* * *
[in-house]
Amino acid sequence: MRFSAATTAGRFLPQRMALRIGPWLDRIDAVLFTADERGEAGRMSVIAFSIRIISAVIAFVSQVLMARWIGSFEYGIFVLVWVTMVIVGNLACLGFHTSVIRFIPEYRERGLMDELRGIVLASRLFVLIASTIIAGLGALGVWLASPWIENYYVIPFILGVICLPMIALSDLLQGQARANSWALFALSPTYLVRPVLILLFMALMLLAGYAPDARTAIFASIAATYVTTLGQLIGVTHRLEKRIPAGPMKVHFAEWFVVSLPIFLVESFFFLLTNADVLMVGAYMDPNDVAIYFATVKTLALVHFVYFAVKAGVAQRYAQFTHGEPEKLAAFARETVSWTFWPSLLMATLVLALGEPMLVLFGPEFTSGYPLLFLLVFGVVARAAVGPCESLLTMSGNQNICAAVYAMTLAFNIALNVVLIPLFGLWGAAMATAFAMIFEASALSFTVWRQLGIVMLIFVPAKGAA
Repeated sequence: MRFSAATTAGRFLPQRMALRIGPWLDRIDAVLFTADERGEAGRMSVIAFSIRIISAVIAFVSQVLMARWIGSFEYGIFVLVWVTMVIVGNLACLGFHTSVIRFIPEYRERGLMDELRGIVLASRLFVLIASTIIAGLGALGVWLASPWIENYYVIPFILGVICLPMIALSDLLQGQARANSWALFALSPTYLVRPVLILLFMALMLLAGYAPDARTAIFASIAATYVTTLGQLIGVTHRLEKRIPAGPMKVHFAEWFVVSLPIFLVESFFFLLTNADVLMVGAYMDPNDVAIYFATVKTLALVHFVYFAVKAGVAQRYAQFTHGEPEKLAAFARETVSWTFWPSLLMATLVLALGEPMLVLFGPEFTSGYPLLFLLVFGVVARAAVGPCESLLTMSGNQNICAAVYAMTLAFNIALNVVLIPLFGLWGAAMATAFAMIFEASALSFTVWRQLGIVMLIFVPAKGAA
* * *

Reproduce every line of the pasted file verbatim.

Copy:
[in-house]
Amino acid sequence: MRFSAATTAGRFLPQRMALRIGPWLDRIDAVLFTADERGEAGRMSVIAFSIRIISAVIAFVSQVLMARWIGSFEYGIFVLVWVTMVIVGNLACLGFHTSVIRFIPEYRERGLMDELRGIVLASRLFVLIASTIIAGLGALGVWLASPWIENYYVIPFILGVICLPMIALSDLLQGQARANSWALFALSPTYLVRPVLILLFMALMLLAGYAPDARTAIFASIAATYVTTLGQLIGVTHRLEKRIPAGPMKVHFAEWFVVSLPIFLVESFFFLLTNADVLMVGAYMDPNDVAIYFATVKTLALVHFVYFAVKAGVAQRYAQFTHGEPEKLAAFARETVSWTFWPSLLMATLVLALGEPMLVLFGPEFTSGYPLLFLLVFGVVARAAVGPCESLLTMSGNQNICAAVYAMTLAFNIALNVVLIPLFGLWGAAMATAFAMIFEASALSFTVWRQLGIVMLIFVPAKGAA
Repeated sequence: MRFSAATTAGRFLPQRMALRIGPWLDRIDAVLFTADERGEAGRMSVIAFSIRIISAVIAFVSQVLMARWIGSFEYGIFVLVWVTMVIVGNLACLGFHTSVIRFIPEYRERGLMDELRGIVLASRLFVLIASTIIAGLGALGVWLASPWIENYYVIPFILGVICLPMIALSDLLQGQARANSWALFALSPTYLVRPVLILLFMALMLLAGYAPDARTAIFASIAATYVTTLGQLIGVTHRLEKRIPAGPMKVHFAEWFVVSLPIFLVESFFFLLTNADVLMVGAYMDPNDVAIYFATVKTLALVHFVYFAVKAGVAQRYAQFTHGEPEKLAAFARETVSWTFWPSLLMATLVLALGEPMLVLFGPEFTSGYPLLFLLVFGVVARAAVGPCESLLTMSGNQNICAAVYAMTLAFNIALNVVLIPLFGLWGAAMATAFAMIFEASALSFTVWRQLGIVMLIFVPAKGAA